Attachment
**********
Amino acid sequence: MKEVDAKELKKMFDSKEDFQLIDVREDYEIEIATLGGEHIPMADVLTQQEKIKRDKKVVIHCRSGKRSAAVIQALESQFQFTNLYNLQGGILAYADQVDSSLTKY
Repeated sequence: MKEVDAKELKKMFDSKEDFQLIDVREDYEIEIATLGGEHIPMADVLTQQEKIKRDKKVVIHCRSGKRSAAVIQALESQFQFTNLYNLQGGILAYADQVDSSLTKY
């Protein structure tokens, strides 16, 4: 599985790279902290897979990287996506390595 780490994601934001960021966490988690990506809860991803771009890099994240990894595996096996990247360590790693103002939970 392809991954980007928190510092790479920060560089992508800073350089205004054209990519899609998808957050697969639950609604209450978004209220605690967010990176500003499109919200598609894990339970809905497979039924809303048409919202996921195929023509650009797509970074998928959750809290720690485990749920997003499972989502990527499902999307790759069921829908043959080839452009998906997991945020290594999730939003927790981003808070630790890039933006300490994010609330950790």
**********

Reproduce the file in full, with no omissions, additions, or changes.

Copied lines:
Amino acid sequence: MKEVDAKELKKMFDSKEDFQLIDVREDYEIEIATLGGEHIPMADVLTQQEKIKRDKKVVIHCRSGKRSAAVIQALESQFQFTNLYNLQGGILAYADQVDSSLTKY
Repeated sequence: MKEVDAKELKKMFDSKEDFQLIDVREDYEIEIATLGGEHIPMADVLTQQEKIKRDKKVVIHCRSGKRSAAVIQALESQFQFTNLYNLQGGILAYADQVDSSLTKY
């Protein structure tokens, strides 16, 4: 599985790279902290897979990287996506390595 780490994601934001960021966490988690990506809860991803771009890099994240990894595996096996990247360590790693103002939970 392809991954980007928190510092790479920060560089992508800073350089205004054209990519899609998808957050697969639950609604209450978004209220605690967010990176500003499109919200598609894990339970809905497979039924809303048409919202996921195929023509650009797509970074998928959750809290720690485990749920997003499972989502990527499902999307790759069921829908043959080839452009998906997991945020290594999730939003927790981003808070630790890039933006300490994010609330950790």